There are no spoilers in this review.
I don’t know how to start this review, except with: welcome to my favorites’ shelf? I had been anticipating Hank Green’s debut for so long and no, not because he is one of my favorite authors’ brother, but because I admire him deeply. I’ve been loving everything he does and projects he carries on and was eagerly anticipating his debut, curious to see whether or not he’d deliver with this intriguing premise he had for An Absolutely Remarkable Thing and, spoiler alert, he really did.
A CONTEMPORARY WITH A TWIST
An Absolutely Remarkable Thing takes place in a contemporary world just like ours, in a New York City we are familiar with, whether it’s for living there, having visited, or seen the city in movies and countless TV shows. Yet, this book delivers an interesting mix of contemporary and… science-fiction, almost, dabbling in impossible things, strange, massive sculptures appearing out of nowhere and with no explanations at all. Right from the start, it’s this mix of familiarity, yet strangeness, that drew me in and captivated me, too. Dreams, science, new technologies, strange events: An Absolutely Remarkable Thing delivers a very Hank Green mix and I absolutely loved that.
REALISTIC, INTERESTING CHARACTERS
At the heart of the story, we have April, our main character, a 23 years-old working at a small start-up. Starting her life, a bit lost in her twenties. Hello, familiarity. I just need to say how refreshing and good it was to have a main character in her twenties (mostly because I tend to read YA books with characters being younger than me) and April was such an interesting one. She was not likeable at all times, that’s for certain and she does some questionable things in the book, too. Yet, I could relate, I could understand, I could see how deeply human she was depicted, in front of the strange events happening, the fame falling on her all of a sudden and everything else, too. How it changed her, her relationships to others, her views on herself and on the world, too. Exploring this with April was so very interesting and, if she was certainly a little bit of a tool to convey messages about fame, well I was all for that.
The book also gives us an interesting cast of surrounding characters, as well. From her friends, video and pod-casts makers, to her girlfriend Maya (April is bisexual), to April’s parents – I appreciated how they all surrounded, influenced her and how each of them had their own thoughts and agenda, too. And yes, I said parents, because April communicates with them too and it was refreshing and nice to see how these two milk-producers were adorably there and awkwardly too close and unable to Skype properly. My heart.
IDENTITY, INTERNET, SOCIAL MEDIA & FAME
In his brilliant debut, Hank Green writes with an entertaining, fast-paced prose. It’s not flowery in any way, but I found myself hooked right from the start. He uses his words and his characters to convey important messages, too. He talks about identity, about losing yourself, about being who you really are, or the brand you’re creating and how lines sometimes blur between these two, a message that particularly strikes me as an online content creator. I mean, book blogger, there’s a bit of that.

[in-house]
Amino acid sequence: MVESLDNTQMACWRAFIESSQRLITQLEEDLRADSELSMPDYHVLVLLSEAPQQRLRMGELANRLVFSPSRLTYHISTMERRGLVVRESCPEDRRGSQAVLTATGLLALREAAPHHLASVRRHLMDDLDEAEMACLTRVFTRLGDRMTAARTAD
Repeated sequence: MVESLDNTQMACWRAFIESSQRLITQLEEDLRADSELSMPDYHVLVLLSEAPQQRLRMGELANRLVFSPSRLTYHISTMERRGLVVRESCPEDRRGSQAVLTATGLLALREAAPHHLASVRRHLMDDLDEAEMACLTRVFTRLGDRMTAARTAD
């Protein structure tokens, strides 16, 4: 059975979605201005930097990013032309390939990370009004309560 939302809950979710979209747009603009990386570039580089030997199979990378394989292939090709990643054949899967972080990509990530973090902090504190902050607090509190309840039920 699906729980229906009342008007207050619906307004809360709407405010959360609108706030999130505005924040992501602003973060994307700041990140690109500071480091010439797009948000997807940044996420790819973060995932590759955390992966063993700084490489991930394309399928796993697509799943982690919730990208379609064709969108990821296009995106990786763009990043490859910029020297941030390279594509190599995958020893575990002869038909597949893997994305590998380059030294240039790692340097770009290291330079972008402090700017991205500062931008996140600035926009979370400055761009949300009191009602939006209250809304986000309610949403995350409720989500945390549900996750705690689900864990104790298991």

And that ending had me gasping and staring into empty air for, like, a too long time for it not to be awkward.
I wish I could write more, or less, or something worthy of this new favorite, but I can’t. I really think it’s a book to try, because Hank Green certainly has potential as a writer, a story teller and once again delivers great messages about internet, social media, fame and humanity all bundled up in a super entertaining story I couldn’t stop reading. Please read it? I need to talk about it.
Final rating: yeah, I loved it so a hurricane.
Trigger warnings: one quick scene of graphic violence – clearly marked in the book at the head of the chapter.
Hank Green, An Absolutely Remarkable Thing, Published by Dutton, September 25th, 2018.
The Carls just appeared. Coming home from work at three a.m., twenty-three-year-old April May stumbles across a giant sculpture. Delighted by its appearance and craftsmanship–like a ten-foot-tall Transformer wearing a suit of samurai armor–April and her friend Andy make a video with it, which Andy uploads to YouTube. The next day April wakes up to a viral video and a new life. News quickly spreads that there are Carls in dozens of cities around the world–everywhere from Beijing to Buenos Aires–and April, as their first documentarian, finds herself at the center of an intense international media spotlight.
Now April has to deal with the pressure on her relationships, her identity, and her safety that this new position brings, all while being on the front lines of the quest to find out not just what the Carls are, but what they want from us.
Did you read An Absolutely Remarkable Thing? Do you want to?
Do you have any great recommendations for me of books with main characters in their twenties? I’d love to read more of these! Let me know your thoughts in comments, I always love to hear from you!